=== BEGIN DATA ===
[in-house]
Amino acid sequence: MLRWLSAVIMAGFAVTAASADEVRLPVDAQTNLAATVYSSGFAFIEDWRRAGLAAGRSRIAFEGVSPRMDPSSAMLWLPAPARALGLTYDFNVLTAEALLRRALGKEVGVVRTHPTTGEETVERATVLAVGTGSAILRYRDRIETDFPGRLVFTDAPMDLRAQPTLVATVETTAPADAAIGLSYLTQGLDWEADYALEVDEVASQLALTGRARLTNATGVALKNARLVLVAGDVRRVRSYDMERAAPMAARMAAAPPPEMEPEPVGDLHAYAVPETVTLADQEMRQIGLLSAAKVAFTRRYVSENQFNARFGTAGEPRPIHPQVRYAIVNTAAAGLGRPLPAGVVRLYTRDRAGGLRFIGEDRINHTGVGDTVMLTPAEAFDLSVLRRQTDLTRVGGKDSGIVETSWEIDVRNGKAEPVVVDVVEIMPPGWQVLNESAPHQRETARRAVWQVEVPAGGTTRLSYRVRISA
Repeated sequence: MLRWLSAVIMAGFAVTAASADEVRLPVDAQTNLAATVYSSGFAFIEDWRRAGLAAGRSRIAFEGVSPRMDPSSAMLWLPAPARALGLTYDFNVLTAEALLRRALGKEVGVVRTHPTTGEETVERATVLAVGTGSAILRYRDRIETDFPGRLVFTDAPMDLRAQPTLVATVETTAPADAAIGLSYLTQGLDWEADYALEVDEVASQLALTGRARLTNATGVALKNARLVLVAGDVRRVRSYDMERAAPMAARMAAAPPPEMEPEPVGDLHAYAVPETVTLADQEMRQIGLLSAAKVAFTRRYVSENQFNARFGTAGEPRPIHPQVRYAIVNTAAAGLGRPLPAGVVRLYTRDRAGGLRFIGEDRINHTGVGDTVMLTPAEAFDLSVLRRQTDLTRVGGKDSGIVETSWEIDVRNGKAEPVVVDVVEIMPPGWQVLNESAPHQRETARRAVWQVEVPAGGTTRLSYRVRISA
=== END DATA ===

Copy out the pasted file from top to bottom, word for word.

[in-house]
Amino acid sequence: MLRWLSAVIMAGFAVTAASADEVRLPVDAQTNLAATVYSSGFAFIEDWRRAGLAAGRSRIAFEGVSPRMDPSSAMLWLPAPARALGLTYDFNVLTAEALLRRALGKEVGVVRTHPTTGEETVERATVLAVGTGSAILRYRDRIETDFPGRLVFTDAPMDLRAQPTLVATVETTAPADAAIGLSYLTQGLDWEADYALEVDEVASQLALTGRARLTNATGVALKNARLVLVAGDVRRVRSYDMERAAPMAARMAAAPPPEMEPEPVGDLHAYAVPETVTLADQEMRQIGLLSAAKVAFTRRYVSENQFNARFGTAGEPRPIHPQVRYAIVNTAAAGLGRPLPAGVVRLYTRDRAGGLRFIGEDRINHTGVGDTVMLTPAEAFDLSVLRRQTDLTRVGGKDSGIVETSWEIDVRNGKAEPVVVDVVEIMPPGWQVLNESAPHQRETARRAVWQVEVPAGGTTRLSYRVRISA
Repeated sequence: MLRWLSAVIMAGFAVTAASADEVRLPVDAQTNLAATVYSSGFAFIEDWRRAGLAAGRSRIAFEGVSPRMDPSSAMLWLPAPARALGLTYDFNVLTAEALLRRALGKEVGVVRTHPTTGEETVERATVLAVGTGSAILRYRDRIETDFPGRLVFTDAPMDLRAQPTLVATVETTAPADAAIGLSYLTQGLDWEADYALEVDEVASQLALTGRARLTNATGVALKNARLVLVAGDVRRVRSYDMERAAPMAARMAAAPPPEMEPEPVGDLHAYAVPETVTLADQEMRQIGLLSAAKVAFTRRYVSENQFNARFGTAGEPRPIHPQVRYAIVNTAAAGLGRPLPAGVVRLYTRDRAGGLRFIGEDRINHTGVGDTVMLTPAEAFDLSVLRRQTDLTRVGGKDSGIVETSWEIDVRNGKAEPVVVDVVEIMPPGWQVLNESAPHQRETARRAVWQVEVPAGGTTRLSYRVRISA